What is Pica?

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  • Written By: Sally Foster
  • Edited By: Niki Foster
  • Last Modified Date: 03 November 2019
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During the developmental stages of childhood, it is normal for most children to explore their surroundings by tasting or ingesting any number of non-food items. When the compulsion to ingest non-nutritive substances lasts a month or longer, or persists after the age of two, an individual may be suffering from an eating disorder known as pica. This condition is characterized by overwhelming and persistent cravings to consume items other than food.

Pica most commonly affects children and pregnant women. The condition seems to be most prevalent in children who are developmentally disabled. In addition, it occurs much more frequently in developing countries and rural areas.

While very little research has been conducted on the causes of pica, some studies suggest that the cravings for non-food items may stem from malnutrition. This is most probable in areas where food is scarce. Most pregnant women with pica develop cravings for gritty substances such as soil, suggesting that they may be suffering from mineral deficiencies.

While some instances of pica may develop due to nutritional problems, others seem to stem from pathological factors. For example, the condition may develop as a response to environmental stress, such as child abuse. Some researchers have suggested that pica in patients with mental retardation is caused by an inability to distinguish between food and non-food items. However, this hypothesis is refuted by evidence that mentally disabled individuals with the condition seem to show a strong preference for non-food substances.


People suffering from pica most commonly crave earthy, gritty substances, such as soil, chalk, paper or earthenware. In some instances, patients may ingest items that are considered food ingredients, such as flour, baking soda or coffee grounds. In rarer cases, individuals have been known to crave human substances, such as blood, hair, urine or their own body parts.

Untreated, pica can cause a large number of health problems. Most notably, patients are at a high risk for ingesting poisonous substances. For example, it is not uncommon for people with with this condition to experience lead poisoning. In addition, patients may develop mild to severe disruption of the gastro-intestinal tract, ranging from constipation to life-threatening intestinal blockage.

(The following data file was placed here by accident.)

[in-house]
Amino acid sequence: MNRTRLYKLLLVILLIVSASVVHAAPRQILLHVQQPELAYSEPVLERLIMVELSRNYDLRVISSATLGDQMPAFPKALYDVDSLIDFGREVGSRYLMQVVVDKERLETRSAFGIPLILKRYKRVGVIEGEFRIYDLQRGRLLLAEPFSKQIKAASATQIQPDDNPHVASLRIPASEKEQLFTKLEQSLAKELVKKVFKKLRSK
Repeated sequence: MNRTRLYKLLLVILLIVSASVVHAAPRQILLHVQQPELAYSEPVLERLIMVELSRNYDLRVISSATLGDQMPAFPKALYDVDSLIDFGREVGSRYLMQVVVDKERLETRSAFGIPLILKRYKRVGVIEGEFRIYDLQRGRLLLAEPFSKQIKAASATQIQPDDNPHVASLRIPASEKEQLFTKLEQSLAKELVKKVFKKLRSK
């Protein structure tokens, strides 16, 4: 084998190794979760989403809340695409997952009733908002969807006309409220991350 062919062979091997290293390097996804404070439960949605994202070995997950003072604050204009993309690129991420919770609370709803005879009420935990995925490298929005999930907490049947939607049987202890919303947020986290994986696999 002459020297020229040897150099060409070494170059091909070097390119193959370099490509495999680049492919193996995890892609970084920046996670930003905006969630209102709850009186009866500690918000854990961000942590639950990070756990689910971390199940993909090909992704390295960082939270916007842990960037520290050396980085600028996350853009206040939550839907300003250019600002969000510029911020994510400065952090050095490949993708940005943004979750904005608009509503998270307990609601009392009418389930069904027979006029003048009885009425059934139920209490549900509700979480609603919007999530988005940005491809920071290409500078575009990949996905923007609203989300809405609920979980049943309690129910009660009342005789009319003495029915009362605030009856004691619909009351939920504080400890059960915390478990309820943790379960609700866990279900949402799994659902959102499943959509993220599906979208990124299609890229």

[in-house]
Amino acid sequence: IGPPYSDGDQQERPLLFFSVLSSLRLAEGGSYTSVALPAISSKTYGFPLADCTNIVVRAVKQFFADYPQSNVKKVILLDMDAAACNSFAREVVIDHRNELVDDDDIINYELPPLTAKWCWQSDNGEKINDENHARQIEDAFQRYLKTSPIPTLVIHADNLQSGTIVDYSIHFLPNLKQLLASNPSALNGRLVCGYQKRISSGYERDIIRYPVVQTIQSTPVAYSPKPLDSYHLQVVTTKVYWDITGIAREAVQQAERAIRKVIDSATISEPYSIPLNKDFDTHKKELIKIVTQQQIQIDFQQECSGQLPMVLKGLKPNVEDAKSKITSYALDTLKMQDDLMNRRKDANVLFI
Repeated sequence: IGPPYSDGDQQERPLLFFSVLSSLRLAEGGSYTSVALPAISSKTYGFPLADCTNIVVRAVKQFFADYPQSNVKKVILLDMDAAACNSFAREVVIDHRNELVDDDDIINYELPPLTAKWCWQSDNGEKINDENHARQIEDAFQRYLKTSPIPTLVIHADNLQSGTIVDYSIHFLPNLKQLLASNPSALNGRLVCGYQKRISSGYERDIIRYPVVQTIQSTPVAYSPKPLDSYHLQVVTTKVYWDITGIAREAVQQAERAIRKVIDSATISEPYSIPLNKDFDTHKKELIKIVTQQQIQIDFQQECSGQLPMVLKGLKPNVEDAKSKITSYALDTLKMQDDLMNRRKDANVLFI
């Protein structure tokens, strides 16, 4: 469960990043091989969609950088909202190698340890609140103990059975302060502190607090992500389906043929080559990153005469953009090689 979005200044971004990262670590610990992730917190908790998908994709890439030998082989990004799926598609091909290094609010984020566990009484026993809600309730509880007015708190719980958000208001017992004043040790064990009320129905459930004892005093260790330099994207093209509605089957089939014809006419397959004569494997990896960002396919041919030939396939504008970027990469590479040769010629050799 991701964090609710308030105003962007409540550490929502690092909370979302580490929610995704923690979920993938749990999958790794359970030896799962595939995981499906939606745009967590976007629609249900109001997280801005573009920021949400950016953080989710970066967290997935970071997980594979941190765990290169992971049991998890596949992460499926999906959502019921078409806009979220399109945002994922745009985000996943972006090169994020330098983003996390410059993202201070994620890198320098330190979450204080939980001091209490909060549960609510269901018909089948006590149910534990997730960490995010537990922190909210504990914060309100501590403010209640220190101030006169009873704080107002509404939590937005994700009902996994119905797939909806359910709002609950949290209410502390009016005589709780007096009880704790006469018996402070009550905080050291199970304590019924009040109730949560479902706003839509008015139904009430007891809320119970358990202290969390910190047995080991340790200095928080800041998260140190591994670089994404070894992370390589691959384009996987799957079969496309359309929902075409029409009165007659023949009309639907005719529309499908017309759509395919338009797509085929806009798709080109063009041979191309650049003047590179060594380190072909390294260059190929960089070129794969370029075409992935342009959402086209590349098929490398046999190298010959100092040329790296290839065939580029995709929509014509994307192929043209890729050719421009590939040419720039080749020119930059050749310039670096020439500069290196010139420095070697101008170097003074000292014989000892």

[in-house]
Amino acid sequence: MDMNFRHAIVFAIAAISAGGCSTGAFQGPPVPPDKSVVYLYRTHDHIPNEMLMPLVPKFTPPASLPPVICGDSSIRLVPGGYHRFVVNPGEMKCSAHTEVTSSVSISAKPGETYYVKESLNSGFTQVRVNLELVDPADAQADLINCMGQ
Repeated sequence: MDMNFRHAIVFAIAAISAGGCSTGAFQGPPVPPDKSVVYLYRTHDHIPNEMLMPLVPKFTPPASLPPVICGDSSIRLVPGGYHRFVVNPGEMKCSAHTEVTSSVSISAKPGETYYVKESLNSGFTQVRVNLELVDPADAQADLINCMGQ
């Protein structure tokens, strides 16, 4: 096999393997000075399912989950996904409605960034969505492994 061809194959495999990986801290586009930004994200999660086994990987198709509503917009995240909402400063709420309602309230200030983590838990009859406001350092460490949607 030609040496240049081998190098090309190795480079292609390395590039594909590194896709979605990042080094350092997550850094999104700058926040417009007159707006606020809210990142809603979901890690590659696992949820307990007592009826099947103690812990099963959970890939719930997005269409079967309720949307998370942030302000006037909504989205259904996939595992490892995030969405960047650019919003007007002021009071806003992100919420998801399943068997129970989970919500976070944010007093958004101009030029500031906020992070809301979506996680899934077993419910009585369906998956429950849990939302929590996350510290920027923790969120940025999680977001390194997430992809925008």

Treatment for pica varies depending on the individual case and the medical professional who is treating it. In many cases, treatment is predominantly psychological. Aversion therapy has been very effective in re-training patients with pica to overcome their cravings. Cases that are a result of mineral deficiencies can be counteracted by improving the diet of the patient. In cases where is caused by developmental or psychological problems, medication may also prove effective in reducing cravings for non-food items.


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Post 8

I eat mud -- the dry type. I’ll eat any type: red mud, black mud. It can be any mud. I like it so much. At times, I’ll pick up some and bring into the house at night since I can’t go out for any.

I eat it like I eat other normal food. I know mud is not food, but the way I eat it, I feel like I am eating something good. My mom keeps telling me stop, and everybody keeps telling me it’s not good, but I keep eating it.

I need help and fast too, because I am afraid that I might end up dead before my time. I am only 17 and I’ve been eating it since I was like 2 years old. Please, can someone help me?

Post 6

My daughter won't stop eating non-food objects such as fur, hair, leather, crayons, paper, chalk, books (the cover and all), etc. I have been to her doc several times and her therapist says to do a food chart, but that is not working. She is 4 and already has been hospitalized for constipation. I am just at my wits' end. Does anyone have any suggestions to help us?

Post 5

I've been suffering from pica for at least 20 years. I want to eat baby powder or shower to shower body powder, but I know I can't, so I add small amounts to arm and hammer baking soda. I don't eat it. I just put large amounts in my mouth, chew it and spit it out.

I recently started eating corn sugar. I have an addiction to eating powdery stuff. I'm trying to stop because both are contributing to weight gain. One is making me fat and the other is making me hold water. Both are making me slightly depressed which causes more pica. I need help.

Post 4

I am a perfectly normal person with a good diet and no psychological issues I know of. Post pregnancy I chewed bath sponges after a wash in the washing machine and that is the flavor I craved. I chewed all my waking hours and it went on for three years until I went cold turkey.

I still miss the sponges but the side effects were terrible. Mouth ulcers, racing and irregular heart beat and tummy pain due to bits of sponge being swallowed.

Post 3

I have a friend with a pica eating disorder, I think. She eats ice _all the time_. It's also called pagophagia. They say that that could be because of an iron deficiency which she had when she was younger, but I don't think she's deficient anymore. Maybe now it's just a habit.

Post 2

Pica disease can also be centered on eating or drinking detergent. That, I think, can be even more dangerous to one's health than chalk eating or soil eating.

Post 1

Fascinating. I never heard of pica syndrome until watching a program on unusual addictions. The person - an adult woman - had a chalk eating disorder. Physicians seemed to think that it was to compensate for mild depression. Other people might bite their nails or eat too soothe their mild depression, but pica people might nibble on chalk.

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